Local cities still face significant pension risks
Jan. 17, 2015
Updated 10:44 p.m.
By TERI SFORZA
Things might be looking a bit better, but let’s not let it go to our heads.
Anaheim is still staring down a public pension hole more than half a billion dollars deep.
Santa Ana has a $429.5 million hole to call its own. Huntington Beach’s is $308.2 million. Newport Beach’s, $258 million. And so on.
Even after California’s most massive public pension system reported that it’s regaining ground lost in the recession, many Orange County cities continue to grapple with painful shortfalls, especially the older burgs sporting their own police and fire departments. The newer, contract-heavy cities look lean and mean by contrast.
Here’s the big picture:
- Thirty-three county cities have promised $3.1 billion to current workers that local governments do not, in fact, have. That’s better than a few years ago, when that hole was $3.3 billion deep.
- The overall “funded status” of O.C. cities – how much of what they need is currently stashed away – is up to 72 percent, from 68.2 percent.
- Some communities are hurting more than others. The local cities with the lowest-funded status were Costa Mesa (65.1 percent), Newport Beach (65.8 percent), Garden Grove (69.2 percent) and Huntington Beach (69.7 percent). Note that each has its own police and fire departments. (Public safety pensions are more generous and allow members to retire earlier, meaning they require more cash.)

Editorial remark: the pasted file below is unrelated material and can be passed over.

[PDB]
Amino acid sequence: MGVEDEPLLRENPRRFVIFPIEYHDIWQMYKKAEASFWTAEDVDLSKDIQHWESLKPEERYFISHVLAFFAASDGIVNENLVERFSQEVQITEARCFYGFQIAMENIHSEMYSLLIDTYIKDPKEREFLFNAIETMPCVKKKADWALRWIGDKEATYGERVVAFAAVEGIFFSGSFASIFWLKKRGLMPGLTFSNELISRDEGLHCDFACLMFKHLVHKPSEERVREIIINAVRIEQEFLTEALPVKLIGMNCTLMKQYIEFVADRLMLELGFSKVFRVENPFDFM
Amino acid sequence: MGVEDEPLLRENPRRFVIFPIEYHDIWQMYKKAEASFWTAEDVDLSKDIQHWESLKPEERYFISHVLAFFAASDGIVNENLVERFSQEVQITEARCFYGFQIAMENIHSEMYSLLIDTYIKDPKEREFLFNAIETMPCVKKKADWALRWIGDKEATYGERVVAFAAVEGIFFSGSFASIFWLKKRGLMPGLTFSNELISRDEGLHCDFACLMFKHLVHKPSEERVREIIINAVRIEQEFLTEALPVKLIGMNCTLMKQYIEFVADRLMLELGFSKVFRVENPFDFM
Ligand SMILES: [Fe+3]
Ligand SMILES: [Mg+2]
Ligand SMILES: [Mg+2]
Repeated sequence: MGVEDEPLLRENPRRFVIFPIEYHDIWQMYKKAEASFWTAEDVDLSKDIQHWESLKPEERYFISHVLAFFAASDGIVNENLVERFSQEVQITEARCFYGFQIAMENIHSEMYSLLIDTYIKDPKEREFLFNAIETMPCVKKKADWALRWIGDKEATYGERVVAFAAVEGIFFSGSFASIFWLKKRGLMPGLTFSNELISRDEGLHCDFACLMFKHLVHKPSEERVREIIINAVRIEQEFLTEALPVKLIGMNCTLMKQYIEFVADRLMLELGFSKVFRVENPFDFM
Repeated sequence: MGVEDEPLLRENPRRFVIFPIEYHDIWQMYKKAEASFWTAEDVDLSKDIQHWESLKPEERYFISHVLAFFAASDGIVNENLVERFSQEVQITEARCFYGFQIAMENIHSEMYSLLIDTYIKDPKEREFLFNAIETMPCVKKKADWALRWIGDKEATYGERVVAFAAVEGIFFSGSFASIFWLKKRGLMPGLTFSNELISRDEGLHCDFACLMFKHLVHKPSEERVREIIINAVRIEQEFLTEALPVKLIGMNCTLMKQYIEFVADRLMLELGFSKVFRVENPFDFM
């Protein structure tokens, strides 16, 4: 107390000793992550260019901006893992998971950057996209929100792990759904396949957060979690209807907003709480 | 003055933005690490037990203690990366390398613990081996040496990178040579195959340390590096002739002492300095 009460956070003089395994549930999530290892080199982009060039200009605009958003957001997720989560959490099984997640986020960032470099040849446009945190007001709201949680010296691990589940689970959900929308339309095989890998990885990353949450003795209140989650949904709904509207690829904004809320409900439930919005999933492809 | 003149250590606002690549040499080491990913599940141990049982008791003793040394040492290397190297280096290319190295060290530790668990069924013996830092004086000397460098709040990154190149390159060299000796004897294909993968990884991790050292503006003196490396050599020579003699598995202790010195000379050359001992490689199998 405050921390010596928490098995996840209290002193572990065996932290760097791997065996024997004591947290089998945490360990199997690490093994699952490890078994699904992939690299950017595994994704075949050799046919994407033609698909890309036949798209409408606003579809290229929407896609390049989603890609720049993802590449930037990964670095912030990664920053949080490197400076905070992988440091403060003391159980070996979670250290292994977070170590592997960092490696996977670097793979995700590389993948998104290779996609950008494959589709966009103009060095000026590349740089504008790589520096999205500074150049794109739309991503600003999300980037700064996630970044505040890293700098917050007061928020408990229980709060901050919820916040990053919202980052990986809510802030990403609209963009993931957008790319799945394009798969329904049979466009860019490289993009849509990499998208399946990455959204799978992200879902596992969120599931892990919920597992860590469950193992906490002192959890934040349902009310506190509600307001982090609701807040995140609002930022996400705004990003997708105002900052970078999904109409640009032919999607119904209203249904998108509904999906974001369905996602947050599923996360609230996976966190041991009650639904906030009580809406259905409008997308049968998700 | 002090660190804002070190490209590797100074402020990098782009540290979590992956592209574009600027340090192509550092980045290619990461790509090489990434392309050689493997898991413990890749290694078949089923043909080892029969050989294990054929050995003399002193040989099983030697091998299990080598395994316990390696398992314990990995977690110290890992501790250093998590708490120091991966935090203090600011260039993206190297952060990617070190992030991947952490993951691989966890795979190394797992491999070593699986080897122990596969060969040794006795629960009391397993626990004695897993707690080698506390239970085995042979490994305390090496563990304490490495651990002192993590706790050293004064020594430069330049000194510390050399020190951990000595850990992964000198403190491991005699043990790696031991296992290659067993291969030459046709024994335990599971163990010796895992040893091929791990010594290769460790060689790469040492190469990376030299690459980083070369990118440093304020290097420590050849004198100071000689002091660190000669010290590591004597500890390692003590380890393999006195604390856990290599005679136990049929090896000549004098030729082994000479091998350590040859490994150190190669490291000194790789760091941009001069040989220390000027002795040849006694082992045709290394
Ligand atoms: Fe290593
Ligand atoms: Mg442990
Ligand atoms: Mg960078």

Why should you care about all this? Because money that goes into higher pension contributions is money that can’t pay to fix roads or keep pools open or provide other services. And because retirement benefits are guaranteed: If there’s not enough money in the pot, you, Jo Citizen, must make up the difference.
A recent Watchdog column explained that the California Public Employees’ Retirement System as a whole reported a 77 percent funding level. That’s this close to what some pension experts say is the magic number for a solidly funded pension plan: 80 percent (though some think even that is too low, and CalPERS actuaries say the “ideal” but unnecessary level is 100 percent).
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